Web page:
Bair rejected arguments that the agency should use government aid to rebuild the fund. The FDIC has authority to tap a $30 billion line of credit at the Treasury Department and legislation pending in Congress would boost the amount to $100 billion.

“Banks, not taxpayers, are expected to fund the system,” Bair said. Asking for taxpayer support “could paint all banks with the ‘bailout’ brush.”

Bill Seeks $500 Billion for FDIC Fund

The Wall Street Journal

Senate Banking Committee Chairman Christopher Dodd is moving to allow the Federal Deposit Insurance Corp. to temporarily borrow as much as $500 billion from the Treasury Department.

The FDIC would be able to borrow as much as $500 billion until the end of 2010 if the FDIC, Fed, Treasury secretary and White House agree such money is warranted.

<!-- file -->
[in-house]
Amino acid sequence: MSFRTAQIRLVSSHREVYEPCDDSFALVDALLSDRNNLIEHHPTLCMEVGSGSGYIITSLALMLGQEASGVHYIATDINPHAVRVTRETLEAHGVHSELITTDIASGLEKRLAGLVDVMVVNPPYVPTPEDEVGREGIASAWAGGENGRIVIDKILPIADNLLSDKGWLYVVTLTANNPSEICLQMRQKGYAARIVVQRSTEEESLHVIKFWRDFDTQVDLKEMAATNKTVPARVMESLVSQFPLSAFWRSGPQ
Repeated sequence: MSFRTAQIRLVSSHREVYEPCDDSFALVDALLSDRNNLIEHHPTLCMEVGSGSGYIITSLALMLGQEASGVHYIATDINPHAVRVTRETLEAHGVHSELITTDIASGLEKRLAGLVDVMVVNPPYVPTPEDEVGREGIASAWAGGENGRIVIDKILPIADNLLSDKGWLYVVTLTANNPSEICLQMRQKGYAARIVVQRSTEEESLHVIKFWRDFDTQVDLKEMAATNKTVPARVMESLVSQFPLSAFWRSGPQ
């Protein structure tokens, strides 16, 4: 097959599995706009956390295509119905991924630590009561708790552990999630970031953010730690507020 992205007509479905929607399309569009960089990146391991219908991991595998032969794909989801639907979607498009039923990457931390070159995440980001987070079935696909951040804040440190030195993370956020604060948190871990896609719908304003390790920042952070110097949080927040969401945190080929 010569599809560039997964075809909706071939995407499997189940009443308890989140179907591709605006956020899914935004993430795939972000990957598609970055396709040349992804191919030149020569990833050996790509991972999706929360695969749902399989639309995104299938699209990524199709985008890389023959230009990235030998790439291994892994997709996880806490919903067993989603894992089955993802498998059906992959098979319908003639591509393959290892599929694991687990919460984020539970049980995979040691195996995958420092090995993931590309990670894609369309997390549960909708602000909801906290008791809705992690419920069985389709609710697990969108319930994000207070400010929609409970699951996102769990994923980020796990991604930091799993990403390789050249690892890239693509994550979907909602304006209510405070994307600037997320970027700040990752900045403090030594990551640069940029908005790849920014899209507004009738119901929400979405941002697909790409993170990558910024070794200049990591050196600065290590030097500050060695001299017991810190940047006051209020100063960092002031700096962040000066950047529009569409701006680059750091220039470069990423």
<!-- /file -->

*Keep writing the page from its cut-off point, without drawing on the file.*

Wild Thing's comment.......

Obama is implementing a radical socialist agenda in the middle of a financial crisis to bust the USA down from super power status.

The bigger the crisis these National Socialists can create, the more power over the lives of Americans they can take. Right Rahm?

White House Chief of Staff Rahm Emanuel Wish List

Obama, "“Just a gyration. Pay No attention.” We have an imbecile for President.

....Thank you Mark for sending this to me.

3rd Mar.Div. 1st Battalion 9th Marine Regiment
1/9 Marines aka The Walking Dead
VN 66-67

Posted by Wild Thing at March 6, 2009 05:45 AM


If Obama wants crisis, a run on the banks would really serve his purpose. Again, as in the mortgage crisis, mainly responsible people would be hurt. People who thought ahead and saved some money.

Obama hates responsible people. They are the most difficult to socialize. So he will break them financially and remove that bit of independence. Socialism needs sheep.

Posted by: TomR at March 6, 2009 11:59 AM